‘Station Eleven’

Station Eleven is a novel by Emily St. John Mandel, published in 2014. It’s a story formed by splicing together a before and an after, a future with a backstory. This device is very apparent in the novel, so much so that it feels like two novellas that have been joined together. One part of its duality lives in the ordinary pre ‘collapse’ world with the other half inhabiting a post-apocalyptic landscape (after a viral outbreak has wreaked havoc on society).

The novel begins with the style of a post-apocalyptic genre story but switches into character-based backstories with a distinctly literary fiction tone. This will delight some, and infuriate others. There are plenty of examples of science fiction written as literary fiction. The issue here is that the novel’s opening (and the book’s marketing) might confuse some readers into thinking that they’re getting something which they’re not. I think the key to writing literary fiction with genre fiction tropes is to make it clear from the opening that the story is primarily a literary fiction one. The obvious example of science fiction as ‘literature’ is 1984, but there are others like, The Time Traveler’s Wife, and Machines Like Me. The key thing is not to make your reader feel like they’ve been tricked, and Station Eleven might have passed that line.

The novel is really an exploration of themes and subtexts about the grand myth of the person, ideas about artistic production, and the concept of an artwork being a document of a person’s life. Part of this (yet another duality) is described through the theatrical performance with the other half concerning the production of a graphic novel (from where the novel gets its name). The novel (albeit through an ironic and jokey Star Trek reference) describes the importance of art, and the sense that art makes life worth living.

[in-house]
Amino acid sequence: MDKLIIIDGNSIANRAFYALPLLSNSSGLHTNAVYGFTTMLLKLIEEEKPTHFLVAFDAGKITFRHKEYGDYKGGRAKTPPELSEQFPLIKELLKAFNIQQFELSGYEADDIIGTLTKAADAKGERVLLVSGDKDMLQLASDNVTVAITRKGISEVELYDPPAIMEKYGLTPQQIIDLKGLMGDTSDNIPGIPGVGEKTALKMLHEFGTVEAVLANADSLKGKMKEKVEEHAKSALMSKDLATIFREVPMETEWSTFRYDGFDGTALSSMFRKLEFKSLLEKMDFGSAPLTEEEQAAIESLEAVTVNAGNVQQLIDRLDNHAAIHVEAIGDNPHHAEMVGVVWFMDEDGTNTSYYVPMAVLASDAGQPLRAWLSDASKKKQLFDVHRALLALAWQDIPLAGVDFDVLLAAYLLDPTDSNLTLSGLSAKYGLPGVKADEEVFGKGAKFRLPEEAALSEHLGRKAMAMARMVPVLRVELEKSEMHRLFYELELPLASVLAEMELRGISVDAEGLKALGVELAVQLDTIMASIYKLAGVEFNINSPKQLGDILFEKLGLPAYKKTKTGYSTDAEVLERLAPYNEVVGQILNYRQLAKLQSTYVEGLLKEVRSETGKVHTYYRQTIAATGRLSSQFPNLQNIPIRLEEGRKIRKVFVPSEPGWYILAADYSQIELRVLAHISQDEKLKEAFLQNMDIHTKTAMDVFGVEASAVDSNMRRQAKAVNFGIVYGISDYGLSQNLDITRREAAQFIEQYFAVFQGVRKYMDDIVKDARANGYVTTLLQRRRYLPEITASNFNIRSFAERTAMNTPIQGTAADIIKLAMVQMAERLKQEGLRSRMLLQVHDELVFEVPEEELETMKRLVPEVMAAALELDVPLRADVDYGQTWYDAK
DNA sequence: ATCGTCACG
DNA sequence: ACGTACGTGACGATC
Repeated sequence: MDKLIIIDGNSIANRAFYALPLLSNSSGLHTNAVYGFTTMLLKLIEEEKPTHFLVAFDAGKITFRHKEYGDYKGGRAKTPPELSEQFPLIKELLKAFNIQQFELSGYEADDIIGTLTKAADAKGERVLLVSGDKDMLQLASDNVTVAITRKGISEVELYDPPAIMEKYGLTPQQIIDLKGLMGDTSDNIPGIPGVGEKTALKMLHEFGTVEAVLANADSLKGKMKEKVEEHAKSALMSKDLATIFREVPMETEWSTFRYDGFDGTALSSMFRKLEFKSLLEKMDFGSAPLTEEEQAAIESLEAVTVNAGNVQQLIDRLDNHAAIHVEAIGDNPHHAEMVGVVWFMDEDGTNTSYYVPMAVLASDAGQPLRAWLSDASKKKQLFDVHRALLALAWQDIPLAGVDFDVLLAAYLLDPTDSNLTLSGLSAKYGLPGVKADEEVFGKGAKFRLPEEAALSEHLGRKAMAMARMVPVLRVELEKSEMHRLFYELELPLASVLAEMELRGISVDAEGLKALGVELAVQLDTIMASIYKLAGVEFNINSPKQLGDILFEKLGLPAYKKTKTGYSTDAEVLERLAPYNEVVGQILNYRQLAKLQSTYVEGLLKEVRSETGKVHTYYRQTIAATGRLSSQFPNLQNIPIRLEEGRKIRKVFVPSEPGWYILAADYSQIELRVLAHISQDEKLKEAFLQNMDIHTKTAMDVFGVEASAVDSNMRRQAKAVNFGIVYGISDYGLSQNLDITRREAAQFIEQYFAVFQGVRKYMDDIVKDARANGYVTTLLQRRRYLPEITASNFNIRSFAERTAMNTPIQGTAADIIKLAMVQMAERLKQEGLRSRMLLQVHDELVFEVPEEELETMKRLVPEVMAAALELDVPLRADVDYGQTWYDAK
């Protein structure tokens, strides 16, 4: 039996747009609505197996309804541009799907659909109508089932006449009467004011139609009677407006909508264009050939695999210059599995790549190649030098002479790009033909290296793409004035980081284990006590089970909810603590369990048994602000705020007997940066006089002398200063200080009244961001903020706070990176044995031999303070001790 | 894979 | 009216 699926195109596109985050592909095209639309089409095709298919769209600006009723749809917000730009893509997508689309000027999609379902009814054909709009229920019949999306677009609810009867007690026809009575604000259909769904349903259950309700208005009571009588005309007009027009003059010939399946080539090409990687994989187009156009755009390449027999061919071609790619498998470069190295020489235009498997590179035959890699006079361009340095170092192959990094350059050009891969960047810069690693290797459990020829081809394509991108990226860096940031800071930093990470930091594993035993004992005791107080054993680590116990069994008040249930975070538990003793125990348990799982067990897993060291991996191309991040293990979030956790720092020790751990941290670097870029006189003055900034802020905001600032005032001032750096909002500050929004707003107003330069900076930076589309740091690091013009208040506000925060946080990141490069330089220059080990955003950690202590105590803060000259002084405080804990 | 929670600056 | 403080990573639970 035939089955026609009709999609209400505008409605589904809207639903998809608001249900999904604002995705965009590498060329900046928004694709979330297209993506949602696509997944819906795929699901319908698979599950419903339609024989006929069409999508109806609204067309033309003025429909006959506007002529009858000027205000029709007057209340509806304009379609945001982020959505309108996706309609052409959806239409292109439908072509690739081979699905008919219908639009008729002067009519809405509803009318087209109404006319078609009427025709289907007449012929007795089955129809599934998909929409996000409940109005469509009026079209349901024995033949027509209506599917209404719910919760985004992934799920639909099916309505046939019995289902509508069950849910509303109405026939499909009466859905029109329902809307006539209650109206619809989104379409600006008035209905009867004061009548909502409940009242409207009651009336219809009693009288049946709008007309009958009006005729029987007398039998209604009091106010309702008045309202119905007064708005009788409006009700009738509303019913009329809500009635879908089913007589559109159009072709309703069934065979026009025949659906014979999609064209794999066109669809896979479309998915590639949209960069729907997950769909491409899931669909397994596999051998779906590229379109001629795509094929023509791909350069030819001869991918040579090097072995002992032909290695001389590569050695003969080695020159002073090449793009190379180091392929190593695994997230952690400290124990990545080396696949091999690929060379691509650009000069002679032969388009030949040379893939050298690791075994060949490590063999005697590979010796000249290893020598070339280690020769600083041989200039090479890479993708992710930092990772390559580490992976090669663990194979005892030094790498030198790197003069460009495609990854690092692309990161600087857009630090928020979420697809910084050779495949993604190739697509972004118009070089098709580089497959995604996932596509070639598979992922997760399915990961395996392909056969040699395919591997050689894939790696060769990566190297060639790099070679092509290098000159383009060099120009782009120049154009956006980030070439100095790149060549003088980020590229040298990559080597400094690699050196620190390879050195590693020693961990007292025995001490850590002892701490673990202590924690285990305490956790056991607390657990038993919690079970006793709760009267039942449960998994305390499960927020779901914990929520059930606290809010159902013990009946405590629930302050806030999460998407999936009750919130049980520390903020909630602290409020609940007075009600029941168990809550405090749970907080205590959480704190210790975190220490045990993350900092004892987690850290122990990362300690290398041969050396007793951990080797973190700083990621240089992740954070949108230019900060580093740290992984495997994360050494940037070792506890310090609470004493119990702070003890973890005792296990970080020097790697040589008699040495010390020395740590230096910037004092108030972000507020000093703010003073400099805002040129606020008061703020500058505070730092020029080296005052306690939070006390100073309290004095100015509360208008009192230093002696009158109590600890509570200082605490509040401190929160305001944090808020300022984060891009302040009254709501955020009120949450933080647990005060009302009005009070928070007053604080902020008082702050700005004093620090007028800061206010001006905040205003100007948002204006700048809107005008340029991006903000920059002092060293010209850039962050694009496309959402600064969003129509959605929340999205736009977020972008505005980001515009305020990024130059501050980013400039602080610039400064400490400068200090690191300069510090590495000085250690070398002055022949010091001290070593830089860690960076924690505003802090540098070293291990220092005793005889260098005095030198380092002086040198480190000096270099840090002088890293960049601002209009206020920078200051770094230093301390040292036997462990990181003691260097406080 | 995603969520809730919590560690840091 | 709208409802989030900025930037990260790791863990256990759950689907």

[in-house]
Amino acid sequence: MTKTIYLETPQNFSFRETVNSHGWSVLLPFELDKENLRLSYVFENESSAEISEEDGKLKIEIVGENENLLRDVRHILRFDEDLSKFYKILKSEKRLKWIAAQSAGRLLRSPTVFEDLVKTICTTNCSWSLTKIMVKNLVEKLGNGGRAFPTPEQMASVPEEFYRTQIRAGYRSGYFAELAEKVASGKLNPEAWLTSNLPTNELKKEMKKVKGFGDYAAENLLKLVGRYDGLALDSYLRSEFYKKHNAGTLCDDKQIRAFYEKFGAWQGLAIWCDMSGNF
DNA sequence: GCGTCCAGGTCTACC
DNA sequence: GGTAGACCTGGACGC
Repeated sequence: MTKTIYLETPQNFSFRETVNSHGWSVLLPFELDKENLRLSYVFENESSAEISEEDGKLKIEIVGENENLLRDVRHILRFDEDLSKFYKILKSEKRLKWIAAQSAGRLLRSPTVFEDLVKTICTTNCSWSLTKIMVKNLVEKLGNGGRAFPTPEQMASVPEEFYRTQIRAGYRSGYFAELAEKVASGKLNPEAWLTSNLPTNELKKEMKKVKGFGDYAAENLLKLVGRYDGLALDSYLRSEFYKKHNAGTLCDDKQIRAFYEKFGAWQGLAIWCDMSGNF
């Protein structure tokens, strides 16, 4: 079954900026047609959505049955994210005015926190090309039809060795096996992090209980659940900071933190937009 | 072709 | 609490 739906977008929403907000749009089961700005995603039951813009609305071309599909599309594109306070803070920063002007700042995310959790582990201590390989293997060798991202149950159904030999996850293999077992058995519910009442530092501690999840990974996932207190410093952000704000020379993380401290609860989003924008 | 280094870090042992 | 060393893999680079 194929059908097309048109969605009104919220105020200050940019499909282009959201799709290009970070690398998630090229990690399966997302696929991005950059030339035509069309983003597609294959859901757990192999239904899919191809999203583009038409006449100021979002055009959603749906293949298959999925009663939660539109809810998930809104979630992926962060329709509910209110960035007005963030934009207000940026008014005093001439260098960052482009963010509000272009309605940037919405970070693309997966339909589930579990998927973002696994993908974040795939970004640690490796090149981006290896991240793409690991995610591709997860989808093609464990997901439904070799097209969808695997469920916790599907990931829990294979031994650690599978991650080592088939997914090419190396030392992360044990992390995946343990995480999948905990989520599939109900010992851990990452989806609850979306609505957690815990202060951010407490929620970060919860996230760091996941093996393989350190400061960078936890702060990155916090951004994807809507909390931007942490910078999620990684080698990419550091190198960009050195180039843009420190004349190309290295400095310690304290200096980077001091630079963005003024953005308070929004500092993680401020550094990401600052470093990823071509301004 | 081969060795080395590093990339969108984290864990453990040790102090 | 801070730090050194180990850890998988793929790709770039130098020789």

The post-apocalyptic story is a metaphor for trauma, loss, loneliness, and crushed identities — memories of the old world are lost moments, lost lives, and vanished rituals. The future that’s presented in Station Eleven is one where the large conurbations have collapsed and been replaced by small towns, the new societal epicentre. The old world is linked to the new one by two characters who met during a theatrical production before the ‘collapse’ — now they perform in a travelling theatrical group. One of the small towns they perform in has been taken over by a cult. The threads between the old and new worlds mesh together cleverly but the link is somewhat tenuous and it didn’t really engage me.

After a tight opening setup, one that promises genre style action, Station Eleven defies expectations. This weird dichotomy will either seem like a refreshingly intelligent take on the ‘dumb’ post-apocalypse sub-genre, or the story failing to deliver on its opening promise. If you buy into its somewhat odd duality, you get a well written literary fiction story about loss, and the myth of the person — the potential disconnect between the person’s life and the outcome that supersedes them.